Investors who are looking for a safe place to put their money while also collecting a solid dividend yield should look no further than industrial conglomerateHoneywell International (HON) - Get Report , which is due to report fourth-quarter fiscal 2015 earning results Friday before the opening bell.

Honeywell shares, at around $97, are down 6.5% for the year to date and didn't deliver the sort of gains investors expected although it outperformed the 7.2% drop in the S&P 500 (SPX) index for the same period. However, one thing in Honeywell's favor is its quarterly dividend of 59.5 cents, which yields 2.30% annually, some 30 basis points higher than the S&P 500 index.

Honeywell's total returns were even sweeter after raising its dividend 15% in October. 

TheStreet's Jim Cramer says Honeywell is one of his "fabulous four" companies that have "gotten it right" and done exactly what they said they would do, to the betterment of shareholders. Cramer noted Honeywell's CEO has reaffirmed 2016 guidance. In an economy "with global pressures, falling commodities and rising interest rates, being autonomous enough to not cut your estimates is a real sign of strength, delivering for investors no matter what," he said. 

That's one reason why investors should pay attention to the company's potential to create value.

Argus analyst John Eade, who has a buy rating on Honeywell with an $118 price target, sees 20% gains from current levels of around $98. In a recent analyst note, Eade said he expects the New Jersey-based company to continue to benefit from "its diverse product lines and relatively low exposure to U.S. defense spending, as well as from its strong presence in the commercial aerospace market."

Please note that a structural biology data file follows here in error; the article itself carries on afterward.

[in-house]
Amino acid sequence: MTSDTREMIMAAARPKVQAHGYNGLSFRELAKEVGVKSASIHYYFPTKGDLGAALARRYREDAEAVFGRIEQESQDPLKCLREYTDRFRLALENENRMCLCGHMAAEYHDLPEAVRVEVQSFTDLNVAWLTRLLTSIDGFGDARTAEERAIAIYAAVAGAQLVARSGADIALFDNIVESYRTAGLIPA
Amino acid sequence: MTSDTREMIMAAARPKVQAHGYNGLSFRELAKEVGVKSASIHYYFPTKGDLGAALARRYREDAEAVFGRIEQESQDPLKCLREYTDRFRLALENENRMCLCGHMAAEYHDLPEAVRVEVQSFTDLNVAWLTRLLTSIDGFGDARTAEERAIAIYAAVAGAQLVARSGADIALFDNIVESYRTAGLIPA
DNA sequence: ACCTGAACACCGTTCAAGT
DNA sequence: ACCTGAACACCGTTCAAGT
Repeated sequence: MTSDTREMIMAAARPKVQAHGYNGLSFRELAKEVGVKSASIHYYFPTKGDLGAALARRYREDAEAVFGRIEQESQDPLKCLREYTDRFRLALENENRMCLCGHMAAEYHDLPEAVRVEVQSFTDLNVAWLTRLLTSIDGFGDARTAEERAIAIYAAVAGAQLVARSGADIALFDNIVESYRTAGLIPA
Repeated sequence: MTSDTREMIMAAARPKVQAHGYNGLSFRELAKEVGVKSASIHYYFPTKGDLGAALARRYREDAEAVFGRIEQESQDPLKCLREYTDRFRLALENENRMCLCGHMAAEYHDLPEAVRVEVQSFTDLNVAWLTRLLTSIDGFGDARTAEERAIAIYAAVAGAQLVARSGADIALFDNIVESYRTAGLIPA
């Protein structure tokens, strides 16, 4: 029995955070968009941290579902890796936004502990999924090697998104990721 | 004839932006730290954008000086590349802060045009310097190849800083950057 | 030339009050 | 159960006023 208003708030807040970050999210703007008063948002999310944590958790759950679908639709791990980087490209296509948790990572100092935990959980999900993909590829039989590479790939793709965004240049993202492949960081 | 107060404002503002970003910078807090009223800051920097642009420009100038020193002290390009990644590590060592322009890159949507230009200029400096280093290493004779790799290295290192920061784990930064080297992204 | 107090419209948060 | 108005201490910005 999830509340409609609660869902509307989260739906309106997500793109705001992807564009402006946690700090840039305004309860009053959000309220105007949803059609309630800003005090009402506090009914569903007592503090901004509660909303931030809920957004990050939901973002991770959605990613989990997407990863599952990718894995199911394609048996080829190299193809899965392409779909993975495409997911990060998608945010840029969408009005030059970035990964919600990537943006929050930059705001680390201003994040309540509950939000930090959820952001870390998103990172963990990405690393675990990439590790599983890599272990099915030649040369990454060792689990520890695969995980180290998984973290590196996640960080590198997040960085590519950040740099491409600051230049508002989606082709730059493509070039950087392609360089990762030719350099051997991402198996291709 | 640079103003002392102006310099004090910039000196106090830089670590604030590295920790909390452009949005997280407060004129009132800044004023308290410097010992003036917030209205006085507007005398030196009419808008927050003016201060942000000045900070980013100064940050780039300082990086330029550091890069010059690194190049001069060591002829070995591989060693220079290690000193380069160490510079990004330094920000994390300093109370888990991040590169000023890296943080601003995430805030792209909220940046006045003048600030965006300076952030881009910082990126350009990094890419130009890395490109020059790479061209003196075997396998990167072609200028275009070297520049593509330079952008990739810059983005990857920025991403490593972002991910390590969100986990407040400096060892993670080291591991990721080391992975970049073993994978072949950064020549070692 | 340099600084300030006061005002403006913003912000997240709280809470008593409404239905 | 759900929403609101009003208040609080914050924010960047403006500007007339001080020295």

In that vein, Honeywell, which makes aircraft engines and cockpit electronics, has embraced new technologies and various product launches aimed at growing market share. While competitor General Electric (GE) - Get Report has generated tons of market buzz thanks to its M&A deals and various divestments, Honeywell's business continues to grow organically, demonstrating the strength of its underlying business.

Honeywell expects 2016 revenue to increase between 4% and 6% higher than 2015, while core organic growth is projected to advance between 1% and 2%. The organic growth is important because highlights the real strength of the company's business and eliminates growth contributions from external factors such as mergers and acquisitions.

The company, which operates in three segments, expects segment margins and operating income margins to climb between 10 basis points to 50 basis points above last year. While these forecast -- in basis point terms -- may seem marginal, they can be the difference between an earnings beat with tons of free cash flow or an earnings miss with downbeat guidance that punishes the stock.

Honeywell forecast full-year earnings to be up 6% to 10% and projected some $300 million to $600 million (between 8% and 13% higher) increase in free cash flow. Not only will all of this cash strengthen Honeywell's balance sheet, but -- given its history of dividend double-digit dividend increases -- Honeywell will have more muscle to return some of that cash to shareholders in the form of higher dividends and stock buybacks.

This article is commentary by an independent contributor. At the time of publication, the author held no positions in the stocks mentioned.